Thank you for reading this post. If you stop by regularly, please know I appreciate it. 

Post #300!

I just realized that my previous post was #299 here at Catbird Quilt Studio!

My first post was on 7/21/2013.
From that day to today, there are 677 days.
That means I’ve posted here roughly every 2.25 days.
My posts have had more than 76,600 views, or an average of about 255 views each.
By far the most viewed post is Economy Block ANY Size! (With Cheat Sheet), with more than 7,300 views.
The second most viewed is Medallion Sew-Along #1 — Getting Started, with more than 2,400 views.
My least viewed post is Making Progress, with a whole 9 views. Yep, that is NINE. Come on, show it a little love!
My first photo of a quilt finished after this blog opened was of the quilt in my banner above.

My Medallion Quilt. Finished August 2013. Photo by Jim Ruebush.

My most recent photo of a finished quilt is Marquetry.


Marquetry. 87″ square. Finished May 2015. Photo by Jim Ruebush.

A Request
I’ve really enjoyed the past 22 months and 299 posts. One of the best parts of blogging is interacting with you. To help me celebrate, please leave a comment. (If you prefer, you may email me at catbirdquilts at gmail dot com.) Tell me something about how you found this blog, or why you read, or whether you’ve been inspired to make a medallion quilt because of reading here… In addition, if you like what you see, consider passing the word on to other quilters you know. Share on Facebook; tell your friends. I also teach classes and do guild presentations; check with your program committee if you’d like me to visit your guild.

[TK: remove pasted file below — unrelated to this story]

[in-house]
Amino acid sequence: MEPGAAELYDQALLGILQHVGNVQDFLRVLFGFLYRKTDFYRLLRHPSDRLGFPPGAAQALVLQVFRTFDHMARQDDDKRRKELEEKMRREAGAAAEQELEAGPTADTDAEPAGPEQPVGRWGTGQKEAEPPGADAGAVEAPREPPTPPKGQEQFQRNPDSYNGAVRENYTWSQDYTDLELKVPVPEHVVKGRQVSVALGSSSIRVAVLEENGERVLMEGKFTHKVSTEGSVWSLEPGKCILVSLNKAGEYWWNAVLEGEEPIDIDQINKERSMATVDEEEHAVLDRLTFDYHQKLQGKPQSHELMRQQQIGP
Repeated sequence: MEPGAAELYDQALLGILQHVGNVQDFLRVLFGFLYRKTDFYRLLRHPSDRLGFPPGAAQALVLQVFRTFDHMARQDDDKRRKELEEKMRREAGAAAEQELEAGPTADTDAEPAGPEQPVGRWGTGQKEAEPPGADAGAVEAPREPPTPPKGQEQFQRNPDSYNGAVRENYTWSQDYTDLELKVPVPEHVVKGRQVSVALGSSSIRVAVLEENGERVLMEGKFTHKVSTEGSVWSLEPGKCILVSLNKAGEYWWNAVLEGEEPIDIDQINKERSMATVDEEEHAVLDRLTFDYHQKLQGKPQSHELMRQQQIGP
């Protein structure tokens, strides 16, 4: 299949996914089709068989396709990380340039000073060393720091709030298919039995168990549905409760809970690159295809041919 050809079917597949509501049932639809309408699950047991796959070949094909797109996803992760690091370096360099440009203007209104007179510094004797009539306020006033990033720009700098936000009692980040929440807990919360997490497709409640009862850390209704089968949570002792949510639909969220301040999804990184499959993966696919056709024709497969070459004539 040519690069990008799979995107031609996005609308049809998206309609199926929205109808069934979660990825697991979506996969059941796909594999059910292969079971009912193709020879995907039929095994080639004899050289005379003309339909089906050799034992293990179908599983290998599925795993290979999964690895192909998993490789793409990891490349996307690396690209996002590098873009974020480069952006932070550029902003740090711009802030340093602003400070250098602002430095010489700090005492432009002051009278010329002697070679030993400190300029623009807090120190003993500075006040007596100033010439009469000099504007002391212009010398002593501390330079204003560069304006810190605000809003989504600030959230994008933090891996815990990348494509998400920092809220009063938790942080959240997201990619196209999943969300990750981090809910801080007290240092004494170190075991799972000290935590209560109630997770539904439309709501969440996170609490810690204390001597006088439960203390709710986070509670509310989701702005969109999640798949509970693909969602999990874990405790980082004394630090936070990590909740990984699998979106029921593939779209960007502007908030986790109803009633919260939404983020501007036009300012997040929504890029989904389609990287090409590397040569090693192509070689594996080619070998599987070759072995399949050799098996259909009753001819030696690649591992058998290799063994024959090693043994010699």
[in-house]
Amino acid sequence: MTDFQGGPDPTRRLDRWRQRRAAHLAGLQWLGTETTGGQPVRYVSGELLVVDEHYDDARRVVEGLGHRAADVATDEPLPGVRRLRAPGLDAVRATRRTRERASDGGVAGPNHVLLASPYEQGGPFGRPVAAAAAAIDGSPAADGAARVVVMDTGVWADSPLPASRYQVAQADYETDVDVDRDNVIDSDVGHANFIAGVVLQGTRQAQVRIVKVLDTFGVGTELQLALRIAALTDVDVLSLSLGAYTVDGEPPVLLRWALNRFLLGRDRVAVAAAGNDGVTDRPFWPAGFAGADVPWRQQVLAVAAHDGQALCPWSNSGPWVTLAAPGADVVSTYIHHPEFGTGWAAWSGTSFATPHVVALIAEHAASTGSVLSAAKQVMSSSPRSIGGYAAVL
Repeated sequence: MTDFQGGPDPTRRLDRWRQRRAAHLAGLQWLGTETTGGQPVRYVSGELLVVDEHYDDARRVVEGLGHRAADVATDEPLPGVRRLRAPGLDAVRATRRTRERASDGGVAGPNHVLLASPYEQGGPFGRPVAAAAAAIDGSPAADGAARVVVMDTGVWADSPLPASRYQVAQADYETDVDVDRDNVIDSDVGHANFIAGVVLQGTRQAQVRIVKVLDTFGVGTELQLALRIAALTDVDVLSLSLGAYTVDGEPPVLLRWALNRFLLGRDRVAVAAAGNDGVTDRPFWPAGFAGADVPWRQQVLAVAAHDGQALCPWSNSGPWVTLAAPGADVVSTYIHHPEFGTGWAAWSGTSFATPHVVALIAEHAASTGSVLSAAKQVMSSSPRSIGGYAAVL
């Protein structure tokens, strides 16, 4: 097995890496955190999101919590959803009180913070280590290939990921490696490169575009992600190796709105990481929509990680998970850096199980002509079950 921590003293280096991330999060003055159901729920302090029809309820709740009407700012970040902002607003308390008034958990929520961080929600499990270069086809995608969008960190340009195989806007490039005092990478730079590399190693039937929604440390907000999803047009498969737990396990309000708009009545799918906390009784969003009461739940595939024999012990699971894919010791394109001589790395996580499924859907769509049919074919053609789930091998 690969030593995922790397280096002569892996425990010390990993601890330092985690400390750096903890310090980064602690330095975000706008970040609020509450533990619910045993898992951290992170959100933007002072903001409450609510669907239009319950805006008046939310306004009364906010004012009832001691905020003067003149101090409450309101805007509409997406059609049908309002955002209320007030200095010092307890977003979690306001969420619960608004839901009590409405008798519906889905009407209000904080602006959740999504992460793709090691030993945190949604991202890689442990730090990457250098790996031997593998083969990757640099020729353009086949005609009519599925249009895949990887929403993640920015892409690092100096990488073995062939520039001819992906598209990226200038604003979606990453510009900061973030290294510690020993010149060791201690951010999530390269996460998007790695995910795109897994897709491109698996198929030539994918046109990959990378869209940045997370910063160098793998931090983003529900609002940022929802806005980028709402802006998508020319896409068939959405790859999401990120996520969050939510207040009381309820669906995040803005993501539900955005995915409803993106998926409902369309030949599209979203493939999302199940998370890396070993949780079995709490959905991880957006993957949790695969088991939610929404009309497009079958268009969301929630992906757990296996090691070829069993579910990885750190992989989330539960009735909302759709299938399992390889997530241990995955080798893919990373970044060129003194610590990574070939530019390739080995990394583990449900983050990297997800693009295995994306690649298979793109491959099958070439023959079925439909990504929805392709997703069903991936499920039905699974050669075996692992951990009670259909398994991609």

And THANK YOU. Thank you for reading, for commenting, for becoming my blog friends over time. Thank you.

Off Kilter?

Have you ever noticed that the word “kilter” is only seen with “off” or “out of”? “Off kilter” means “unbalanced,” But “kilter” used by itself doesn’t mean “balanced.” In fact it’s never used by itself.

I’ve been a little off kilter lately. Or at least, my time is balanced differently. Early in April I spent a lot of time preparing for a presentation. Both the prep and presenting were rewarding. Since then I’ve been absorbed in prepping for a medallion class I’m teaching at a local quilt shop. As you may have noticed, blogging hasn’t been a big priority.

Short-term priorities aren’t always the same as long-term priorities. Working on deadline does have a tendency to concentrate the mind!

Longer term, my blogs, and more generally my writing are big priorities. Words are important, and I think a lot about how to use them to connect and to teach, and simply to express myself, even if no one is listening.

Priorities… some are clear to me and some less clear. I’ve pondered them over the last few months, trying to make helpful decisions for today and the future. Two items that keep rising to the top of my list are balance and power.

Priorities, balance, power… Get the first one right and the others will follow, yes?

Priorities need to be identified to know direction, to keep from flailing around while grasping for something better. Know what you consider to be “better,” and then work toward that. As I taught my financial management students, you have to know the question, identify the client’s needs and goals, in order to solve their problems. This holds true whether solving the problem of investing for retirement, or solving a relationship issue, or just calculating the length of a border strip.